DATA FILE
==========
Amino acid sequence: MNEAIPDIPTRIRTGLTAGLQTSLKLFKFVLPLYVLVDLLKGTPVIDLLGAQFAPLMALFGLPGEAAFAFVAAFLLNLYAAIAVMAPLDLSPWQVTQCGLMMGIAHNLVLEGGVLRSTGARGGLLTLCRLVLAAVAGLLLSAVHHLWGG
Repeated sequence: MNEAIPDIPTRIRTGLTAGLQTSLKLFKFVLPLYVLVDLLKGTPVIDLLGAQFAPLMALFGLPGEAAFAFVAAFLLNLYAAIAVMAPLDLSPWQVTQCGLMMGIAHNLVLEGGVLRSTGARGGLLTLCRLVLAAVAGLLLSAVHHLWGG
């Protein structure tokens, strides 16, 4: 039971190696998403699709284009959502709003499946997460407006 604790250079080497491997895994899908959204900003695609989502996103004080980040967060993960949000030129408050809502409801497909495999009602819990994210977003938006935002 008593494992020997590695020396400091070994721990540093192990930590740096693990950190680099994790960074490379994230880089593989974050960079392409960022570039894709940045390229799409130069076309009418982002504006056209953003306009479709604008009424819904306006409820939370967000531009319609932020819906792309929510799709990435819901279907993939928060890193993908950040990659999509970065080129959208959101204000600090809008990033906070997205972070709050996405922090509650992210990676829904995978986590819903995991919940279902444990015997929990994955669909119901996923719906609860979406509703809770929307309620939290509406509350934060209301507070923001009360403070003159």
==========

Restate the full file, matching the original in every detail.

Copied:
Amino acid sequence: MNEAIPDIPTRIRTGLTAGLQTSLKLFKFVLPLYVLVDLLKGTPVIDLLGAQFAPLMALFGLPGEAAFAFVAAFLLNLYAAIAVMAPLDLSPWQVTQCGLMMGIAHNLVLEGGVLRSTGARGGLLTLCRLVLAAVAGLLLSAVHHLWGG
Repeated sequence: MNEAIPDIPTRIRTGLTAGLQTSLKLFKFVLPLYVLVDLLKGTPVIDLLGAQFAPLMALFGLPGEAAFAFVAAFLLNLYAAIAVMAPLDLSPWQVTQCGLMMGIAHNLVLEGGVLRSTGARGGLLTLCRLVLAAVAGLLLSAVHHLWGG
């Protein structure tokens, strides 16, 4: 039971190696998403699709284009959502709003499946997460407006 604790250079080497491997895994899908959204900003695609989502996103004080980040967060993960949000030129408050809502409801497909495999009602819990994210977003938006935002 008593494992020997590695020396400091070994721990540093192990930590740096693990950190680099994790960074490379994230880089593989974050960079392409960022570039894709940045390229799409130069076309009418982002504006056209953003306009479709604008009424819904306006409820939370967000531009319609932020819906792309929510799709990435819901279907993939928060890193993908950040990659999509970065080129959208959101204000600090809008990033906070997205972070709050996405922090509650992210990676829904995978986590819903995991919940279902444990015997929990994955669909119901996923719906609860979406509703809770929307309620939290509406509350934060209301507070923001009360403070003159």